|Profession||Theology / Church|
|Date||April 1, 2010|
India is a very religious country. Almost every one of the 1.2 billion people to be counted in next year’s census will fill in a religion. Indians find it very hard to understand that many people in the West have no religion, because in India, your religion defines your way of life – where you go and when, what you eat, who you marry, and even burial customs.
For example, Hindus consider Tuesday to be unlucky, and there are many restrictions on what can and can’t be done on that day of the week. One time I hired a young Hindu girl on a Monday, expecting her to start on Tuesday. After a frustrating day waiting for her to show up, I was ready to withdraw my job offer. When she came on Wednesday, though, her explanation was simple: there was no way she could start a new job on such an unlucky day.
Food and religion Hinduism contains many elaborate restrictions concerning food, from production through to preparation and consumption. These restrictions are intended to protect kinship, purity, ritual, ethical values, and social stratification, each of which plays a huge part in Hindu society. If you visit a Hindu home in India, you will rarely get to see, let alone help in, the kitchen, because of the fear you will contaminate the food. Other Hindu food laws vary according to caste: Brahmins are strict vegetarians, but other castes will eat meat. However, all will be adamant about not eating beef, as cows and bulls are very sacred and must not be killed.
In Islam, in which food is divided into two categories – halāl (lawful) and harām (unlawful) – the laws surrounding food are much less restrictive. However, eating pork is expressly forbidden. Many of the butchers in India are Muslim.
Jainism, an ancient religion that prescribes a path of non-violence towards all living beings, has some of the strictest food laws. Jains do not eat meat, fish, eggs, figs, honey, onion, garlic or root vegetables – the latter four partly from the fear that insects could be killed in the gathering of these foods.
For most Christians in India food laws are not a big issue. Some take advantage of their freedom to eat any food, to emphasise their difference, but others choose not to eat particular foods so as not to offend the people they live and work amongst.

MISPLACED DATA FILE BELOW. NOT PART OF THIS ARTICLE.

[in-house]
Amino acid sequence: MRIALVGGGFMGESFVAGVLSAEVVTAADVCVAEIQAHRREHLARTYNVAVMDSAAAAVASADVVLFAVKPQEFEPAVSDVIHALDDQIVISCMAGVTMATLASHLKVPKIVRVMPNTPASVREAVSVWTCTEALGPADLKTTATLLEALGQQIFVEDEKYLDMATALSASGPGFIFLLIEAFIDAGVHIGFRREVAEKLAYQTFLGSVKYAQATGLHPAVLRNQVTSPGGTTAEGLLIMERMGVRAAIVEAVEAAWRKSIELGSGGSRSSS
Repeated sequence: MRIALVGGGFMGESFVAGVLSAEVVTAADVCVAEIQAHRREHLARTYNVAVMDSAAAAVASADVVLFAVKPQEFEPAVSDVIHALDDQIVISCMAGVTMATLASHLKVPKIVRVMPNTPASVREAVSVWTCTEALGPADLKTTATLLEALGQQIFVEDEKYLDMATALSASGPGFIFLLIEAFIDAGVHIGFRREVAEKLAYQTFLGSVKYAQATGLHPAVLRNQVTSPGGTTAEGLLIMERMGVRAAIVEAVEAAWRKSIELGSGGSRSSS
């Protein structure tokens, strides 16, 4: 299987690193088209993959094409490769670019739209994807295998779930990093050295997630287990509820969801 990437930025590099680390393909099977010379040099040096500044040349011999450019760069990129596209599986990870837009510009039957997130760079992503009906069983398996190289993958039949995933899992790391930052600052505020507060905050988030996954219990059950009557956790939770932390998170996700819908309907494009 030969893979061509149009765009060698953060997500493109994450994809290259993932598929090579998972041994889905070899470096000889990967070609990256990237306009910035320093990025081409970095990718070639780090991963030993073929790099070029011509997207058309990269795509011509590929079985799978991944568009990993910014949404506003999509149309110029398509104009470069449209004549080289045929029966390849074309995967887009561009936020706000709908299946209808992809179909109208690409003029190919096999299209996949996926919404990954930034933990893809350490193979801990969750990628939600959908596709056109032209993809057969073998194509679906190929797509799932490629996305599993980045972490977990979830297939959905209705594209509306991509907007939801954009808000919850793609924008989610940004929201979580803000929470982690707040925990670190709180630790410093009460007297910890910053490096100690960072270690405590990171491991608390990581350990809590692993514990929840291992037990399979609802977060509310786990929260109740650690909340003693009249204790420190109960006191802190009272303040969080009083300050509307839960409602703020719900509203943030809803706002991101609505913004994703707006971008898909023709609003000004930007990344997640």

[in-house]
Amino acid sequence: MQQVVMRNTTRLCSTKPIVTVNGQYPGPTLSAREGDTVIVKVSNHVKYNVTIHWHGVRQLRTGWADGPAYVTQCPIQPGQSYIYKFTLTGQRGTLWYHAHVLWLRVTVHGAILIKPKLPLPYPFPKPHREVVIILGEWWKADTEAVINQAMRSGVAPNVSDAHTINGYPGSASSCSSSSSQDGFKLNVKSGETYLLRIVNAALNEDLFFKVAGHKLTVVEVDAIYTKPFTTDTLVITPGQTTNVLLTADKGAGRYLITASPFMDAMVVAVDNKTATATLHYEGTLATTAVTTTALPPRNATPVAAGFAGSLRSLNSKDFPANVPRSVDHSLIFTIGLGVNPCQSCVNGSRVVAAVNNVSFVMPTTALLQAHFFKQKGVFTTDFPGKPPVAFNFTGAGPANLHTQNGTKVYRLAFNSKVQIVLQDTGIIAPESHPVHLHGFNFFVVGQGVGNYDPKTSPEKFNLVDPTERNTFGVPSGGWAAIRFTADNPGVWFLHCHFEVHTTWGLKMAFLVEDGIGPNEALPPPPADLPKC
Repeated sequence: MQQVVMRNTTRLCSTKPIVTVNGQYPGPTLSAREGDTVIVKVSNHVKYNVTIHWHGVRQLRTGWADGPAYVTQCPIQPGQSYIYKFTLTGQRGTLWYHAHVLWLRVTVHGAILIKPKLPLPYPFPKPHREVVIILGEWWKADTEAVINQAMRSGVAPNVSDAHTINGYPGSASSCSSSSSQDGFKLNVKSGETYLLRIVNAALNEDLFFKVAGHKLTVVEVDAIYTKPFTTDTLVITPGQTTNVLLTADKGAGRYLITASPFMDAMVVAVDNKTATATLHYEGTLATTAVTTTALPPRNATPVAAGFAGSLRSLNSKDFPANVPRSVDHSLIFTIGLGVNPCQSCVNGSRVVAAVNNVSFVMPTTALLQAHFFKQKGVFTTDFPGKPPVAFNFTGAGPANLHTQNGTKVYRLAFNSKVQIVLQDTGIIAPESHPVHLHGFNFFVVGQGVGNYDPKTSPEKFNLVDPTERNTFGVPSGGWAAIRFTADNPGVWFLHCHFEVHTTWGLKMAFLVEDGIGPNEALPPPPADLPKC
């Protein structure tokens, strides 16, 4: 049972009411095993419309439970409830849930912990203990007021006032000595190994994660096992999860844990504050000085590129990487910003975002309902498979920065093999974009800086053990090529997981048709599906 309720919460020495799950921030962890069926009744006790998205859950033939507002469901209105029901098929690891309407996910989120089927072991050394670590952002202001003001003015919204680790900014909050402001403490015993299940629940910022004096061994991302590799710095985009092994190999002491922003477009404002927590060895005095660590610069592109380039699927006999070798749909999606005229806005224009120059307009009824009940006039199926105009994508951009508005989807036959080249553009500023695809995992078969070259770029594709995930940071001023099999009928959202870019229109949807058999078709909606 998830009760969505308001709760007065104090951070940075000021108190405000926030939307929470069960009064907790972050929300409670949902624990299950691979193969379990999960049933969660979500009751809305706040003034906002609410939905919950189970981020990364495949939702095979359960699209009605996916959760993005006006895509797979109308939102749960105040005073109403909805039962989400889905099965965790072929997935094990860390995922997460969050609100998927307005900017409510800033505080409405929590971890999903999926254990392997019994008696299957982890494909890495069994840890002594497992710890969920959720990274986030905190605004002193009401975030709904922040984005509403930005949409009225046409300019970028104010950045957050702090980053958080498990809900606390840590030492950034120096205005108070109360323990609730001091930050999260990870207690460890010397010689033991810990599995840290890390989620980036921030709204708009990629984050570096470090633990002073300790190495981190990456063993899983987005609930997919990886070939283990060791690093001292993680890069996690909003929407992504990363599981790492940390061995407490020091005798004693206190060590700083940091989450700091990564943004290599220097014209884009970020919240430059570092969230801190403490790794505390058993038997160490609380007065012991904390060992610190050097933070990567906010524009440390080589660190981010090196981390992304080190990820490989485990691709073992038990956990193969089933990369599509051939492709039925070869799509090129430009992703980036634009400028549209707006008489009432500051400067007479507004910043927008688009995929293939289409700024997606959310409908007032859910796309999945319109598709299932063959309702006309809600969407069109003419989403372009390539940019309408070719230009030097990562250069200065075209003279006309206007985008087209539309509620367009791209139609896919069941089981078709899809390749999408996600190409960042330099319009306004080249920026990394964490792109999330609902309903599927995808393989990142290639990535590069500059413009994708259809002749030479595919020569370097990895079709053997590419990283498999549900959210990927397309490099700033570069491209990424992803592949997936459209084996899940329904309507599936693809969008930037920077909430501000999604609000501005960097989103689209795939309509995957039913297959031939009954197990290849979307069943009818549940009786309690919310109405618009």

Shrines Nazia had been married for over a year and was still not pregnant, so she made a pilgrimage to the shrine of a Muslim saint. She hoped that the prayers she offered to the saint would soon bring the child her family was expecting her to produce.
Many Indian Muslims follow Folk Islamic practices such as visiting shrines – sacred places which are dedicated to the worship of a specific deity or saint. Hindus also often make pilgrimages to temples and shrines in pursuit of miracles and cures, to pray and bring offerings, or seek advice from gurus (Hindu ‘holy men’).
Giving to the poor In Islam, one of the five pillars of faith is giving. Generally money is given to a local Islamic organisation which then shares it with the poor in that community. Many Sikh gurdwaras will regularly host community meals which all, including the poor, are invited to attend. Some of these gurdwaras also provide medical facilities for the poor. These days there are also many Hindu health and development programmes which care for the sick and the poor.
For both Muslims and Hindus, giving is seen as a means of attaining merit towards salvation. This is in contrast to the Christian teaching on giving to the poor: giving is not a way of earning salvation, but rather reflects the character and nature of God and His concern for the poor.
Marriage Vishu had reached the right age to get married. His parents and extended family searched for a suitable wife, and found a girl of the right age, the right education, the right caste, and from a good Hindu family. The next step was to take the date and time of birth for both to an astrologer to see whether they were a suitable match. If they were, the astrologer would look at the stars some more and tell them exactly when the wedding would need to take place for the marriage to be successful.
Marriages are a big event in every religion of India, but for a Hindu, caste and matching the stars of the couple are most significant parts of the procedure. Usually people marry within their own religious circles: marrying someone from another religious conviction – or even just from a different caste – causes major conflicts within families and can sometimes lead to death.
Burial customs Even in death, what happens to the body is determined by religion. If you are a Hindu, your body is cremated and the ashes may be sprinkled into a river; if your family can afford it, the ashes are taken to one of India’s holy rivers such as the Ganges. Sikhs and Jains also practise cremation, but Muslims bury their dead in a shroud (not a coffin), always facing towards Mecca. The Parsees (followers of Zoroaster) have the most unusual custom: their dead bodies are placed on high platforms within a secluded compound where they are devoured by vultures.
In the West, the separation of sacred and secular has left a heritage where faith is often practised in a very private manner, and does not affect the whole of life. But in India your faith is public: your actions, your way of dressing, what you eat, and even your name broadcasts which religion you follow. To live as a follower of Jesus in India – to model Him in our everyday life – is a great privilege, and presents a challenging message to all those around us.
The author, a Partner from Australia, has been working in Health and Research in South Asia for seven years.